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Steam vigorously rises from the hot waters of Grand Prismatic Spring, known for its rainbow colors produced by thermophilic ("heat loving") organisms. This hot spring is fueled by heat from a large reservoir of partially molten rock (magma), just a few miles beneath Yellowstone, that drives one of the world's largest volcanic systems.
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Courtesy of the Earth Science Literacy Initiative

Earth Science Literacy - Big Idea 3

Earth is a complex system of interacting rock, water, air, and life.

Big Idea 3.1
The four major systems of Earth are the geosphere, hydrosphere, atmosphere, and biosphere. The geosphere includes a metallic core, solid and molten rock, soil, and sediments. The atmosphere is the envelope of gas surrounding Earth. The hydrosphere includes the ice, water vapor, and liquid water in the atmosphere, the ocean, lakes, streams, soils, and groundwater. The biosphere includes Earth’s life, which can be found in many parts of the geosphere, hydrosphere, and atmosphere. Humans are part of the biosphere, and human activities have important impacts on all four spheres.

Big Idea 3.2
All Earth processes are the result of energy flowing and mass cycling within and between Earth’s systems. This energy is derived from the sun and Earth’s interior. The flowing energy and cycling matter cause chemical and physical changes in Earth’s materials and living organisms. For example, large amounts of carbon continually cycle among systems of rock, water, air, organisms, and fossil fuels such as coal and oil.

Big Idea 3.3
Earth exchanges mass and energy with the rest of the Solar System. Earth gains and loses energy through incoming solar radiation, heat loss to space, and gravitational forces from the sun, moon, and planets. Earth gains mass from the impacts of meteoroids and comets and loses mass by the escape of gases into space.

Big Idea 3.4
Earth’s systems interact over a wide range of temporal and spatial scales. These scales range from microscopic to global in size and operate over fractions of a second to billions of years. These interactions among Earth’s systems have shaped Earth’s history and will determine Earth’s future.

Big Idea 3.5
Regions where organisms actively interact with each other and their environment are called ecosystems. Ecosystems provide the goods (food, fuel, oxygen, and nutrients) and services (climate regulation, water cycling and purification, and soil development and maintenance) necessary to sustain the biosphere. Ecosystems are considered the planet’s essential life-support units.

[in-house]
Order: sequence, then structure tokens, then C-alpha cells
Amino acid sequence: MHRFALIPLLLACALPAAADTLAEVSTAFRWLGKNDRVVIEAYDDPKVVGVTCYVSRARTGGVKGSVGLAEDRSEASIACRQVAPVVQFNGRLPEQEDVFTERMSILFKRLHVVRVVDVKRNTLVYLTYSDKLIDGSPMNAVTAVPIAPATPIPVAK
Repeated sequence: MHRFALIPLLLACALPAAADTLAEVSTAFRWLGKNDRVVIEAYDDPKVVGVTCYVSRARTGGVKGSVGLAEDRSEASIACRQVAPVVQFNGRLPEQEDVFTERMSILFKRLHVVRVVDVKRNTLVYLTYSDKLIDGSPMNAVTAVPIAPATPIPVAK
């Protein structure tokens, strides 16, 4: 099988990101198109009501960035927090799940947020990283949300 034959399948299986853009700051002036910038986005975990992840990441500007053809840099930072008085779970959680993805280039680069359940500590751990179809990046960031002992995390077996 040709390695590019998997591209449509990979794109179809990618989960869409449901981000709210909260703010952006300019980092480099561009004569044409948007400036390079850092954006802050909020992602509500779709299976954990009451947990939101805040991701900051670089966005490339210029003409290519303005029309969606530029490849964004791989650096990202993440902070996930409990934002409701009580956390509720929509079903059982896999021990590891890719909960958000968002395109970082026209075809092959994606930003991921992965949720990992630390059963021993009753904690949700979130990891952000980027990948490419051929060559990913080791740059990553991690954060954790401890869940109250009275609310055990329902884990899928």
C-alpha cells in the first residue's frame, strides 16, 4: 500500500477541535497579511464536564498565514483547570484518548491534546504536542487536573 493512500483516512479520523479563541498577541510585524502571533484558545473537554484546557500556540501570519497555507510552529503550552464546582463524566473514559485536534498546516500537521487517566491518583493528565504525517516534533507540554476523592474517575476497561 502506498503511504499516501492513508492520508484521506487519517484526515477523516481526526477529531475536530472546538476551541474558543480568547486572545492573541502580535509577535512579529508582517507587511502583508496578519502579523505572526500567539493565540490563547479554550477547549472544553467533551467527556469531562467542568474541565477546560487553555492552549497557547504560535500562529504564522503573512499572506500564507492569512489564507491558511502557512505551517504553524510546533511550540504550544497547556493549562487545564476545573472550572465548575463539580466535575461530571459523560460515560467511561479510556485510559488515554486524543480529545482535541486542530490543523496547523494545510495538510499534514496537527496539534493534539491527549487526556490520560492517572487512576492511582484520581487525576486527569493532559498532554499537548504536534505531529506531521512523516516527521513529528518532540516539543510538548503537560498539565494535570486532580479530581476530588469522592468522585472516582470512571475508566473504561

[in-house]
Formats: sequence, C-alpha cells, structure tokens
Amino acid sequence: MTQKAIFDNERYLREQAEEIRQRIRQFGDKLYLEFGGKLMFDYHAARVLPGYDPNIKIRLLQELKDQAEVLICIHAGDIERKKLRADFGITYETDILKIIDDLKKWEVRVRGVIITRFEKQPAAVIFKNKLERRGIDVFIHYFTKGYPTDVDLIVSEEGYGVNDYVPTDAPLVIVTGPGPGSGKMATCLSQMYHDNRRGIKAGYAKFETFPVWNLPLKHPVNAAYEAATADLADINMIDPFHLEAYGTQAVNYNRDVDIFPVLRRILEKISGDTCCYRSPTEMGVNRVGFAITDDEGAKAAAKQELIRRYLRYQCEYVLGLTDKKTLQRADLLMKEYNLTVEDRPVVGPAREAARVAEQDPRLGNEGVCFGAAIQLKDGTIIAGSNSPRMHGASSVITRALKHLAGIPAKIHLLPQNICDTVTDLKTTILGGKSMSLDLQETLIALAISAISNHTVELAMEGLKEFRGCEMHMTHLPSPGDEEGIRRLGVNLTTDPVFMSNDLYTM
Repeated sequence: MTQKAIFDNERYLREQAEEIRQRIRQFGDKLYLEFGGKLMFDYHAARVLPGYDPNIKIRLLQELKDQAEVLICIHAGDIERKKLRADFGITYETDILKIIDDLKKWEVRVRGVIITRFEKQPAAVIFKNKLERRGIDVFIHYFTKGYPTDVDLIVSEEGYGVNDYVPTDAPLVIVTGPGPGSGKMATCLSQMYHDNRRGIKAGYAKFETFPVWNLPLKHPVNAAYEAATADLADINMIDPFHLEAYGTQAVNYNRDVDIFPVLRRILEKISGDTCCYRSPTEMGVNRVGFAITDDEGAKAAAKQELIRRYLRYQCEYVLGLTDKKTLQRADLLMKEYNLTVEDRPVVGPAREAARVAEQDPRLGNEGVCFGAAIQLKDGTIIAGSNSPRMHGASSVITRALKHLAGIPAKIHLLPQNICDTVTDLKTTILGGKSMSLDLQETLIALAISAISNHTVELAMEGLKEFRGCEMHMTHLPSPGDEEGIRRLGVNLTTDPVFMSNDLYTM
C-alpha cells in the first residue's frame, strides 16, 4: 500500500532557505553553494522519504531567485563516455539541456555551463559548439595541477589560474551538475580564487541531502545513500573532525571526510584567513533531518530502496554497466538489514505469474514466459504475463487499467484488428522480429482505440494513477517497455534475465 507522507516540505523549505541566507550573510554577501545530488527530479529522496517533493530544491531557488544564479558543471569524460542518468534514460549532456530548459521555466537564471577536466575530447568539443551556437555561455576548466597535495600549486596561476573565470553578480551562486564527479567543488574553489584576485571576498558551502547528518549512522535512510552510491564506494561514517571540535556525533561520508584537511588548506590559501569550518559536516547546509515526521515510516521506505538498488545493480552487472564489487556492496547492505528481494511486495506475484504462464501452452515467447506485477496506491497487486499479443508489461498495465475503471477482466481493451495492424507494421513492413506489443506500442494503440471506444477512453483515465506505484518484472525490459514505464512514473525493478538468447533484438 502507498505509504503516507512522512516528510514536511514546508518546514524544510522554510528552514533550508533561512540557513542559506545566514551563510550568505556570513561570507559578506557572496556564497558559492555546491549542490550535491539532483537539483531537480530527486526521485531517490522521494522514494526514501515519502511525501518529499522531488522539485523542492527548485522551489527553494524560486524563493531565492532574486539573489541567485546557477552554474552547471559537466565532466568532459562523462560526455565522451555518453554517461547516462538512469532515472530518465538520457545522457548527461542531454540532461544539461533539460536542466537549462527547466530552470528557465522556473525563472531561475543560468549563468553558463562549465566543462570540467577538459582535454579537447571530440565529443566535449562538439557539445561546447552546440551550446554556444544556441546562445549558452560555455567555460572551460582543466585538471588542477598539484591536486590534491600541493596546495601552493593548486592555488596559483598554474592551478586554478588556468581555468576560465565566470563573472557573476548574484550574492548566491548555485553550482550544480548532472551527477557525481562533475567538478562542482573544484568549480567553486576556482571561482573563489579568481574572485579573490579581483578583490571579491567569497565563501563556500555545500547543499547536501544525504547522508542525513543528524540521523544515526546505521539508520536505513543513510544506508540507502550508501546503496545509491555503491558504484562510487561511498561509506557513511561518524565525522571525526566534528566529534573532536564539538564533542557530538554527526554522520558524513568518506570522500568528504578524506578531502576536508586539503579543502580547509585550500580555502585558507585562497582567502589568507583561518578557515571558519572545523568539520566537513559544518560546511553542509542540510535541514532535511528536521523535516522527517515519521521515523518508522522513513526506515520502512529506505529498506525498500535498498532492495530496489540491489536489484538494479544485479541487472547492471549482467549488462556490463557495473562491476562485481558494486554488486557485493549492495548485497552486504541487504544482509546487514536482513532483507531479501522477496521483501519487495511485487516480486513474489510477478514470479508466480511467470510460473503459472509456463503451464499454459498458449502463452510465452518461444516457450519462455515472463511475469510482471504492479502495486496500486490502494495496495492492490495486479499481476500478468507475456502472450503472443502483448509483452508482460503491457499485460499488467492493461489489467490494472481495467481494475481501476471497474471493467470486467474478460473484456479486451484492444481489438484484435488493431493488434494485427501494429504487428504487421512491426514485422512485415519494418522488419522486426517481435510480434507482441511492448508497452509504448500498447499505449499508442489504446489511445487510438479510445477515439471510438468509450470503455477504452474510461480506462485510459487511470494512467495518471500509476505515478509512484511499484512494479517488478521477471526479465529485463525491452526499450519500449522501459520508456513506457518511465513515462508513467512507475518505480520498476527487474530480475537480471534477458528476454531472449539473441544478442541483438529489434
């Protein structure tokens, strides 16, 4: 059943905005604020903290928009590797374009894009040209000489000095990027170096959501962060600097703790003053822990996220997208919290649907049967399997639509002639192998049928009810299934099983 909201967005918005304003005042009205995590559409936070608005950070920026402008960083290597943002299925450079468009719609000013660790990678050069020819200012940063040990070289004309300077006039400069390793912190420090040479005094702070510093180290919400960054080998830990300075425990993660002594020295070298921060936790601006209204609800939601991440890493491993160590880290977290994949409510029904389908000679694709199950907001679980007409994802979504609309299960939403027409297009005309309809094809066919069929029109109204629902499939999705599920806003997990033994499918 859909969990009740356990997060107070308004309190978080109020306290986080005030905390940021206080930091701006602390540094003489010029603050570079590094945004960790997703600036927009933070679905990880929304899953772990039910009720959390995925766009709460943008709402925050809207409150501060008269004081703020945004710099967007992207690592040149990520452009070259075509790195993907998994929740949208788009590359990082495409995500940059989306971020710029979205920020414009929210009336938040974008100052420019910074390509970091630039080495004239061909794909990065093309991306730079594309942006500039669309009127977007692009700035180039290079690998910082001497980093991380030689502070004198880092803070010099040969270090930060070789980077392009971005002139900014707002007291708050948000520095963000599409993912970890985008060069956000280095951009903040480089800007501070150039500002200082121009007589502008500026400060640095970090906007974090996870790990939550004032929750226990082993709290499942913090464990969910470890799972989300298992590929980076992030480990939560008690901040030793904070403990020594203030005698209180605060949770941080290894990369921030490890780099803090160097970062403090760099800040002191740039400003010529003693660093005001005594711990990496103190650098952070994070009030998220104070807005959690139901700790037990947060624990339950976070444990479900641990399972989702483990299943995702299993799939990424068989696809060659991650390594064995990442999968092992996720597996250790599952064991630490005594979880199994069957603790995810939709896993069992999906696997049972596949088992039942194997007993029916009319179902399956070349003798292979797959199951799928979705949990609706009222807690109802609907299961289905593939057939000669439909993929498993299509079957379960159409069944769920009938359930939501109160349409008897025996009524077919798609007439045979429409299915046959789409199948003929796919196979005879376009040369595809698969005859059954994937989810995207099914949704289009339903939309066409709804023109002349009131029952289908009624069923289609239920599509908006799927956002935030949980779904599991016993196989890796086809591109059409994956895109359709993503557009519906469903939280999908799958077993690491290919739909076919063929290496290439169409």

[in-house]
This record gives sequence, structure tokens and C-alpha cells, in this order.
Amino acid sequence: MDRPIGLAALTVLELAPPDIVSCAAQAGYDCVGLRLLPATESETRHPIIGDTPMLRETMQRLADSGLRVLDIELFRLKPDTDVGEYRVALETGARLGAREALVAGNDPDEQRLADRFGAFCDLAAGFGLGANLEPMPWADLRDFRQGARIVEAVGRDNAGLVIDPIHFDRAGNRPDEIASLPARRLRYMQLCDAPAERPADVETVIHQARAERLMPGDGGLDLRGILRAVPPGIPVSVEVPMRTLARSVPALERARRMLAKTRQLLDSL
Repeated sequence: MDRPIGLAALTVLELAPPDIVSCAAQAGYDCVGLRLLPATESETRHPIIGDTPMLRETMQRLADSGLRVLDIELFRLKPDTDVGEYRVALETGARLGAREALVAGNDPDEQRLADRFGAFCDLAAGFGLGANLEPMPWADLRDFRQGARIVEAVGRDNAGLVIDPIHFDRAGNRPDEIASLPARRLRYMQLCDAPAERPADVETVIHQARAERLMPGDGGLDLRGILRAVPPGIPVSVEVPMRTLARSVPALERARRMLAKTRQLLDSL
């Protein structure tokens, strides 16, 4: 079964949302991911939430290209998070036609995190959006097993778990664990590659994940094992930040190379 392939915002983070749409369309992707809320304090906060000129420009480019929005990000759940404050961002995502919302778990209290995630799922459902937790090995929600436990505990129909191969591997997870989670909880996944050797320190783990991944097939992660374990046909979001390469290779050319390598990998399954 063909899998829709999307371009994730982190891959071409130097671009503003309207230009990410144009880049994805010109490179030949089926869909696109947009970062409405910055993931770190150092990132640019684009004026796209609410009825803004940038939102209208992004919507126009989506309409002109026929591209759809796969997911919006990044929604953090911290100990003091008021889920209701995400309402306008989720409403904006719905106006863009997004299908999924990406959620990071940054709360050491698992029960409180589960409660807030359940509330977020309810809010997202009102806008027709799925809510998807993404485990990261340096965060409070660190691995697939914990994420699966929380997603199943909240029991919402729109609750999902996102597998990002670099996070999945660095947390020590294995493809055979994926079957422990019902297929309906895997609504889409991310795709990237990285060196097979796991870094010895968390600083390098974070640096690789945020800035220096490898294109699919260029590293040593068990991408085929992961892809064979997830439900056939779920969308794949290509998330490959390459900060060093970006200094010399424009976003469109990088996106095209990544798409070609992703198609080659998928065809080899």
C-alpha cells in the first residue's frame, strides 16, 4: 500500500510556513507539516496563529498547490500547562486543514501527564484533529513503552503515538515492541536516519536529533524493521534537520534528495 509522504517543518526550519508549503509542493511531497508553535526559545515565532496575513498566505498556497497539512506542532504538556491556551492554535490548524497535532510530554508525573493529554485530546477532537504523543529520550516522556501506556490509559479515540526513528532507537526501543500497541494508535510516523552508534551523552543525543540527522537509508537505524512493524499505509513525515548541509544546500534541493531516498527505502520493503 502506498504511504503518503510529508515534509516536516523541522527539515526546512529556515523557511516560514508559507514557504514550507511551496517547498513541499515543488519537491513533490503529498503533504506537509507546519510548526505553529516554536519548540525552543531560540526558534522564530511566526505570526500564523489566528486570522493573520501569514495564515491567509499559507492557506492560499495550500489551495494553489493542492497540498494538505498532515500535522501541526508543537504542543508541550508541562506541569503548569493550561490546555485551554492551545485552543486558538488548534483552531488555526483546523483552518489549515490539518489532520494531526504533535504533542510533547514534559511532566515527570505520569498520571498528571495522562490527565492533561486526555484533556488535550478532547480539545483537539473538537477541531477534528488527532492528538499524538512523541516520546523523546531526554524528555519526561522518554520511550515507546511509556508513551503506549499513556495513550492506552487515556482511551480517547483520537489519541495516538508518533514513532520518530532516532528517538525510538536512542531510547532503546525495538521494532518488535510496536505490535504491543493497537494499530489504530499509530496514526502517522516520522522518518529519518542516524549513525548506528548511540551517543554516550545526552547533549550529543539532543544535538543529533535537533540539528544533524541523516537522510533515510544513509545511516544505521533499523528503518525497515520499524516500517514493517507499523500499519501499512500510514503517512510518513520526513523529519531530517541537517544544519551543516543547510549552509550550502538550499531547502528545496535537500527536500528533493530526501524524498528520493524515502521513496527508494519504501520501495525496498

Big Idea 3.6
Earth’s systems are dynamic; they continually react to changing influences. Components of Earth’s systems may appear stable, change slowly over long periods of time, or change abruptly with significant consequences for living organism.

Big Idea 3.7
Changes in part of one system can cause new changes to that system or to other systems, often in surprising and complex ways.
These new changes may take the form of “feedbacks” that can increase or decrease the original changes and can be unpredictable and/or irreversible. A deep knowledge of how most feedbacks work within and between Earth’s systems is still lacking.

Big Idea 3.8
Earth’s climate is an example of how complex interactions among systems can result in relatively sudden and significant changes.
The geologic record shows that interactions among tectonic events, solar inputs, planetary orbits, ocean circulation, volcanic activity, glaciers, vegetation, and human activities can cause appreciable, and in some cases rapid, changes to global and regional patterns of temperature and precipitation.

Last modified July 29, 2009 by Becca Hatheway.

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The Winter 2009 issue of The Earth Scientist, focuses on Earth System science, including articles on student inquiry, differentiated instruction, geomorphic concepts, the rock cycle, and much more!

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